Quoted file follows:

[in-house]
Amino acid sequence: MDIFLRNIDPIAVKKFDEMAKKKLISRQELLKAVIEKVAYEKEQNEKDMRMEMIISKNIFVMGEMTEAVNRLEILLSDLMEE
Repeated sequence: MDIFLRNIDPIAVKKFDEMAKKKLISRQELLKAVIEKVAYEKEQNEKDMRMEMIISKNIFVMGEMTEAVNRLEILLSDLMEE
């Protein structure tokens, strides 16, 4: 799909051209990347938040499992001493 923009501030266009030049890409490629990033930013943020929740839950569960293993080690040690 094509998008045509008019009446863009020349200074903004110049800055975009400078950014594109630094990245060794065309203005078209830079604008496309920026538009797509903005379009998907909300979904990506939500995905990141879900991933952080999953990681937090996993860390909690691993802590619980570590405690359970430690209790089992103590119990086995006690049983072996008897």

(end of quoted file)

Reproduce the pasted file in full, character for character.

[in-house]
Amino acid sequence: MDIFLRNIDPIAVKKFDEMAKKKLISRQELLKAVIEKVAYEKEQNEKDMRMEMIISKNIFVMGEMTEAVNRLEILLSDLMEE
Repeated sequence: MDIFLRNIDPIAVKKFDEMAKKKLISRQELLKAVIEKVAYEKEQNEKDMRMEMIISKNIFVMGEMTEAVNRLEILLSDLMEE
């Protein structure tokens, strides 16, 4: 799909051209990347938040499992001493 923009501030266009030049890409490629990033930013943020929740839950569960293993080690040690 094509998008045509008019009446863009020349200074903004110049800055975009400078950014594109630094990245060794065309203005078209830079604008496309920026538009797509903005379009998907909300979904990506939500995905990141879900991933952080999953990681937090996993860390909690691993802590619980570590405690359970430690209790089992103590119990086995006690049983072996008897």